Like most Americans, I appreciate clean water. However, unlike many Americans, I don’t take take clean water for granted. Nor do I want it at the expense of the Delta Smelt.
For those of you not up on your Hypomesus transpacificus, Delta Smelt are small, almost translucent fish whose home is located in the San Francisco Bay and Sacramento-San Joaquin Delta. For the past twenty years, the population of the Delta Smelt has declined so significantly that in 1993, the Smelt was added to the Endangered Species Act.
Why? Because the Sacramento-San Joaquin Delta supplies water to over 23 million Californians and to millions of acres of farming land. But whose water is it anyway? Because of the great tug-of-war between humans and marine life, groups have formed to figure out ways to provide water to encourage Smelt growth, while continuing to satisfy the demands of people and land. I get the Top-of-the-Food-Chain argument, but human beings have more options for survival than the Smelt. Bottom line: if we take their water, they die.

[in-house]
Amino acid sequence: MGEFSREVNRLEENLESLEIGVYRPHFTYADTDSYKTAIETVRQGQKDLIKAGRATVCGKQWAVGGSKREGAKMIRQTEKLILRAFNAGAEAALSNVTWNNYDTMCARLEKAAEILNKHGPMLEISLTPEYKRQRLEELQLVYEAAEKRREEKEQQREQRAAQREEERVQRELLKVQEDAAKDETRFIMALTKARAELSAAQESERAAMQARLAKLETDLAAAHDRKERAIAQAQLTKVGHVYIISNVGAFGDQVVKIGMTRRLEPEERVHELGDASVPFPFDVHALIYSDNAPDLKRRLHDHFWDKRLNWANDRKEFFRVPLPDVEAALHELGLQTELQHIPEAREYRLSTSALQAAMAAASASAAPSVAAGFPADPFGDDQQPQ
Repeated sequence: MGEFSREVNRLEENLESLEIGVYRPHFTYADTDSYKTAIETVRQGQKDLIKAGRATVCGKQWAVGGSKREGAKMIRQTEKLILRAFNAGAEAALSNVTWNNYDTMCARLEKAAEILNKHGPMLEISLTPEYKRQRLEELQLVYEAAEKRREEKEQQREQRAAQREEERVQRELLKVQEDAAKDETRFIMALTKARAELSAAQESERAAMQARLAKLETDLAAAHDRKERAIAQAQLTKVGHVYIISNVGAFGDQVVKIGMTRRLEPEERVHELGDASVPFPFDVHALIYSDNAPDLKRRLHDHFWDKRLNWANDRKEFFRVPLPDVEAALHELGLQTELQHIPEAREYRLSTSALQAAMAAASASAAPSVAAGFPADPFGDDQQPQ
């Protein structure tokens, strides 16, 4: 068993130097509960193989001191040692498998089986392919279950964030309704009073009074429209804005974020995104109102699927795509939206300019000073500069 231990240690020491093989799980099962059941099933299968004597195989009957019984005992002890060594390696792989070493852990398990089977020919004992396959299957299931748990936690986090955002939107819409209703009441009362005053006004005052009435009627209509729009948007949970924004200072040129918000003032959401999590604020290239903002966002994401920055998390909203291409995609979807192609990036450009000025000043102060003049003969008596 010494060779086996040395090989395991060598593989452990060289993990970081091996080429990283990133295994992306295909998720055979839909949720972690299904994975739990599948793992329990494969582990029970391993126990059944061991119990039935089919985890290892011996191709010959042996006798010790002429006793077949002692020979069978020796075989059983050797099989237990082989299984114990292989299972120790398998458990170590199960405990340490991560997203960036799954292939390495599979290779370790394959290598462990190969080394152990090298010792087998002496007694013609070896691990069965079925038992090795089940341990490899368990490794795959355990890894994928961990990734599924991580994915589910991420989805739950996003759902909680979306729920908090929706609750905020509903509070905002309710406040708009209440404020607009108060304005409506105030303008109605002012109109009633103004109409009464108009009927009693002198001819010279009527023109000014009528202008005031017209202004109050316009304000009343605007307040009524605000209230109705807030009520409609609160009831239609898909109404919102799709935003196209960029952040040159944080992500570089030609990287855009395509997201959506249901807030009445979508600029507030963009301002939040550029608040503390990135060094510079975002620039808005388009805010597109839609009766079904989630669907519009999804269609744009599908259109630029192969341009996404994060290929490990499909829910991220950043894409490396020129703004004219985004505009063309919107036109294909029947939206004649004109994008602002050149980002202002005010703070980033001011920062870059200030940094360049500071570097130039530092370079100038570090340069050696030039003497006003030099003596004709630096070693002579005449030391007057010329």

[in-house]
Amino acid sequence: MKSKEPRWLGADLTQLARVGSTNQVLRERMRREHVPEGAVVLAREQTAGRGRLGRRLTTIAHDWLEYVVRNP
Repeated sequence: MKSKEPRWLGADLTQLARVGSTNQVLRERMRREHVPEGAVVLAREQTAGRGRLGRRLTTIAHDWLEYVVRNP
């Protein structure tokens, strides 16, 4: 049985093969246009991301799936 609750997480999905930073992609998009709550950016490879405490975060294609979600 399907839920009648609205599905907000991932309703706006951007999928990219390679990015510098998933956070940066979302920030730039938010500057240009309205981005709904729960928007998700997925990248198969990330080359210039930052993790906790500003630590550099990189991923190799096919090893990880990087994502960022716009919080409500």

Hoping to restore the Delta population while providing water to Californians and their farms, Governor Schwarzenegger named a task force called “Delta Blue Ribbon Task Force”, which places a limit on the amount of water pumped south through the Delta from December (when the Smelt spawn) through June (when the Smelt would have the opportunity to head for safer waters).
The Task Force has come up with a couple of plans, both of which, according to Matt Weiser of the Sacramento Bee, “focus on armoring levees along the Middle River and the South Fork Mokelumne River in a north-south path through the center of the Delta. The goal is to create a corridor within the Delta for Sacramento River water to reach state and federal water pumps near Tracy [California]”.
Another option includes a peripheral canal, which would operate alongside the channel. The peripheral canal would redirect Sacramento River water to the export pumps, bypassing the Delta altogether. Some of the group members feel that a peripheral canal might protect that water in the event of a natural disaster.
Governor Schwarzenegger has asked the group to come up with a formal plan by November. Hopefully it will keep ourselves and our crops hydrated without killing off the Smelt.